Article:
I hope they do go ahead with their plans. It might seem vindictive, but there is a bigger issue here than simply the welfare of Stuart Murray Wilson. People are understandably worried when they discover the state is obliged to release people from prison who are known to pose an unacceptable level of risk to them. This furore is more about the situation than any individual. And when it comes right down to it, I am afraid that some people are entitled to more rights than others. People like McIntosh and Wilson who have grossly offended against their society have lost the moral right to be treated like the rest of us. The safety of ordinary law-abiding citizens must take precedence.

But go Whanganui and watch this space New Zealand. People working together in numbers for a cause – that’s how you get change. Governments like the one we now have (and plenty before them too) are a bit Mutt and Jeff. They don’t hear petitions and letters to the editor, but they find it harder to ignore a noisy mob.   

Wednesday, 15 August 2012

Future perfect? Not in the present tense.

Now I get it. I can understand what Jianqi and his motley crew meant by their election campaign tag. The first thing I needed to understand about that tag was that the average level of education in New Zealand is pretty bloody poor and as a result press releases, public notices and newspapers are riddled with silly mistakes. It wasn’t ‘brighter future’ at all; it was ‘brighter futures’ as in for Jianqi and his lot.

In other words it means the current Government is dedicated to boosting the economy for the money men and those who are already exceedingly wealthy while totally ignoring the more pressing needs of the general population. And just so we don’t necessarily see it all happening they bring us bread and circuses to distract us.

This is hardly a revelation to many people but I bring it up (it is rather hard to keep down) to demonstrate to the few who might remain unconvinced of this very blatant agenda.

Check out these few facts and see if you still believe this Government has any sort of handle on how to make life better for the majority of Kiwis.

·         The Wellington Rape Crisis Centre is closing its doors one day a week despite their client contacts doubling in the last year because of a $55,000 funding shortfall.

·         Capital & Coast Health has cut funding to the Newtown Union Heath Service; a service that looks after the health needs of many low income people including new immigrants. They are to lose $275,000 per year, which is almost eight percent of their total funding because the DHB is attempting to cut its own budget by $20M over the next three years.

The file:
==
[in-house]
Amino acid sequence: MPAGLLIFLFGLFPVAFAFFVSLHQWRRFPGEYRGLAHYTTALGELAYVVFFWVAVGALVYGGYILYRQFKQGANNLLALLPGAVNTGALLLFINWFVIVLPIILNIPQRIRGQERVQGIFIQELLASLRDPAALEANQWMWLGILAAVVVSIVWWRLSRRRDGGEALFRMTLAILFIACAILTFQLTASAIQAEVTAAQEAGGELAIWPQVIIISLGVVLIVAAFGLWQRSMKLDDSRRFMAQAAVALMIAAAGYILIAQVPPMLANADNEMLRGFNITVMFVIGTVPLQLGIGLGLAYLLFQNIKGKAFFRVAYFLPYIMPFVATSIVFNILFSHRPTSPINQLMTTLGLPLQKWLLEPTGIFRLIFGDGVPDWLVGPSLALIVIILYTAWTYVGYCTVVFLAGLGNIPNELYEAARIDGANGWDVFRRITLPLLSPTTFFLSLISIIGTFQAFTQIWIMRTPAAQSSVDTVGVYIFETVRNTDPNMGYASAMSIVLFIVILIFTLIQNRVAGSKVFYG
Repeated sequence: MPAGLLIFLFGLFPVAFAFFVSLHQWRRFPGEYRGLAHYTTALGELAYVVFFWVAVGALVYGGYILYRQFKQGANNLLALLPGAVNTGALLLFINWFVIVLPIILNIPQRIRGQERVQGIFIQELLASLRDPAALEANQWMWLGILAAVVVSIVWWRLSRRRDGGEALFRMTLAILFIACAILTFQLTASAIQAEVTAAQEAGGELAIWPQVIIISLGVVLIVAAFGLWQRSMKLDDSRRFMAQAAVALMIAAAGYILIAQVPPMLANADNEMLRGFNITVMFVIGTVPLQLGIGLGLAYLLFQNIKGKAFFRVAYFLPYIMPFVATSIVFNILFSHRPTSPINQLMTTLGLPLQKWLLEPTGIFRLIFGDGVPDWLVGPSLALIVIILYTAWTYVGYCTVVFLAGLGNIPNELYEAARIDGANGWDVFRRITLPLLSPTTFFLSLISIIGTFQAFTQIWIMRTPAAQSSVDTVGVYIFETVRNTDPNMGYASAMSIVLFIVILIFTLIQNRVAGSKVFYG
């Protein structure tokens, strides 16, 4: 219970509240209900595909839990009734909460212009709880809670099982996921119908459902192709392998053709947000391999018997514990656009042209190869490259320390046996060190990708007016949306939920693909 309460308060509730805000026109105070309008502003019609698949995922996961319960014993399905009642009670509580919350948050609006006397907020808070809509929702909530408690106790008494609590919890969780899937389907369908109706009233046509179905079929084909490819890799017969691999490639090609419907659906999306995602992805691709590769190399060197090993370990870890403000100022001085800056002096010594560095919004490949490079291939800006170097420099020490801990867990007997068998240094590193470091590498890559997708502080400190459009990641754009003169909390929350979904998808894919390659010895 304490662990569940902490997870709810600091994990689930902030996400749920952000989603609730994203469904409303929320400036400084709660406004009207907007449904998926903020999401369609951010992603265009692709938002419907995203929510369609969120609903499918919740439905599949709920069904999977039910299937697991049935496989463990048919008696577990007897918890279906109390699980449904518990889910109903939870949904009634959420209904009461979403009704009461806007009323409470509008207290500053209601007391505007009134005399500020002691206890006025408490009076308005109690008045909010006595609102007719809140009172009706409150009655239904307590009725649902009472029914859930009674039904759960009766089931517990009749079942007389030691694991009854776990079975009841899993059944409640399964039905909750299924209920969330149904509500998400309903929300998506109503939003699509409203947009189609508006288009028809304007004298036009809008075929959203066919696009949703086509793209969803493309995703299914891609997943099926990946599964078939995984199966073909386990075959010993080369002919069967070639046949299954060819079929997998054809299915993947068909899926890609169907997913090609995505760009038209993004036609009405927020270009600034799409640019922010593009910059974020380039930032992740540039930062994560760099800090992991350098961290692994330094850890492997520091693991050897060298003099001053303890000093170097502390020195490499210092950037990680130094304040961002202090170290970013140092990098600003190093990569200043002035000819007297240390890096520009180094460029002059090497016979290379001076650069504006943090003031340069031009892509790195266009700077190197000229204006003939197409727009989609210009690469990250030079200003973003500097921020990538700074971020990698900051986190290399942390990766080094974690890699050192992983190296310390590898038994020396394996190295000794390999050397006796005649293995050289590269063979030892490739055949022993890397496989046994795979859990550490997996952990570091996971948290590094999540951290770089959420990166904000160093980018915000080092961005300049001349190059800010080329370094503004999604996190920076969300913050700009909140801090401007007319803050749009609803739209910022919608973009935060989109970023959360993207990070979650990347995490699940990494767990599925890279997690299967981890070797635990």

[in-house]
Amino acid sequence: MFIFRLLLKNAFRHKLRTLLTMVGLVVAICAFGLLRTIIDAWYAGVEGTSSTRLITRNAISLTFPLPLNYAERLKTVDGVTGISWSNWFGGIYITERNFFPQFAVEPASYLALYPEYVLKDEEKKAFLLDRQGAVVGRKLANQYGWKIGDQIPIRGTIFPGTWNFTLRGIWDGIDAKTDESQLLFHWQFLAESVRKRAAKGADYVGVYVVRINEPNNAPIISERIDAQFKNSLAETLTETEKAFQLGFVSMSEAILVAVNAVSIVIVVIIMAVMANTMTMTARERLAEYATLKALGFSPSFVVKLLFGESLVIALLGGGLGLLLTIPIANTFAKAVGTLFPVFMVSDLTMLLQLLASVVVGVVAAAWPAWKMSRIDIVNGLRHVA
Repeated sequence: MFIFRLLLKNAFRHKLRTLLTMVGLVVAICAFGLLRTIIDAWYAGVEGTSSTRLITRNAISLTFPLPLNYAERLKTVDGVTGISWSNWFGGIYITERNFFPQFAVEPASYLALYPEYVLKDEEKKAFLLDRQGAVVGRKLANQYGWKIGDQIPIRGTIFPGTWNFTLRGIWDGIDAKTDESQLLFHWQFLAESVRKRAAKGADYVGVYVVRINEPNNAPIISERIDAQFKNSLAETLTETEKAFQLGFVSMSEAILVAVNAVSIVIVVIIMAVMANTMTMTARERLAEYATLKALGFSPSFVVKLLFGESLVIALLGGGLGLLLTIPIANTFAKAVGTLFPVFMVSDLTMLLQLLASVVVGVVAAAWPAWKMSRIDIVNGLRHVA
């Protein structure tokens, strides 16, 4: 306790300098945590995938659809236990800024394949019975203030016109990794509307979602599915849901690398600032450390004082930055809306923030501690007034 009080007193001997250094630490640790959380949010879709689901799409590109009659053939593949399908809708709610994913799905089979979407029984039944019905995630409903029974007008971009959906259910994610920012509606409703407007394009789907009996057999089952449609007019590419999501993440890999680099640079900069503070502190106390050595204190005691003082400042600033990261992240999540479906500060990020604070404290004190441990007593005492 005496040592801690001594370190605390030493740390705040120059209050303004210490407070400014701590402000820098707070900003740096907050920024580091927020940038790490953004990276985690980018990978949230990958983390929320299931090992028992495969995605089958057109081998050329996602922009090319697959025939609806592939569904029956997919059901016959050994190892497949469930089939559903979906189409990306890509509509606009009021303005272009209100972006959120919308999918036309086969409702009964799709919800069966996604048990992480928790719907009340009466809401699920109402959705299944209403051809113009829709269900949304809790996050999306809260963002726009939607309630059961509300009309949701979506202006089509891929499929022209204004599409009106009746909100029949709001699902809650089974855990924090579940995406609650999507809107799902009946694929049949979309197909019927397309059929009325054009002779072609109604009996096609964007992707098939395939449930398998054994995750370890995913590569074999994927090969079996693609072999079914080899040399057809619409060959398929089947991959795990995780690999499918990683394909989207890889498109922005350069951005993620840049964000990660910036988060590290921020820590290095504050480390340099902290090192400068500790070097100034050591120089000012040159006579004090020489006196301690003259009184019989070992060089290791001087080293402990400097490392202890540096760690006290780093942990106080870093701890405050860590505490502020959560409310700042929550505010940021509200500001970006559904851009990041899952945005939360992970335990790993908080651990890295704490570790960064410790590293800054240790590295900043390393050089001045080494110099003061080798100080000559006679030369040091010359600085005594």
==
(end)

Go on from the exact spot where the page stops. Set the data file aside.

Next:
·         New proposals to ‘reform’ the Family Court mean those needing its mediation services which were previously provided free of charge, will now have to pay nearly $900 each time; a proposal that even officials at the Department for Courts have predicted will result in about 1200 fewer people being able to access the services.

·         In a time when unemployment rates are the highest they have been for 18 years and are still growing the Government is cutting $58.8M from the Youth Transition Service which provided training, support and education to school leavers to help them find work.

·         As if that wasn’t enough they also plan to cut $96.4M over the next four years from money available for employment assistance through WINZ.

There are dozens more of these cutbacks throughout most of the services provide by or supported by Government and of course the whole time we are being told it is because of the Global Financial Crisis or the Christchurch Earthquake or the Rena disaster or perhaps because the digits of the year add up to five. In any event the message is that these cutbacks are necessary because we have so many things we need to fund that we have to prioritise them and deal with the most important first.

That would make sense and be accepted by the majority of the population – if it was true. However it is rather hard to swallow the idea that we can’t fund health services for the vulnerable or programmes to get kids off their bums and out of trouble and into work when we still seem to have oodles of dosh to throw at some pretty marginal projects.

Here are some of the sillier examples of what I mean:

·         Gezza Browneye has spent $200M on consultants on what could be called the Roads of National’s Spendthrifts.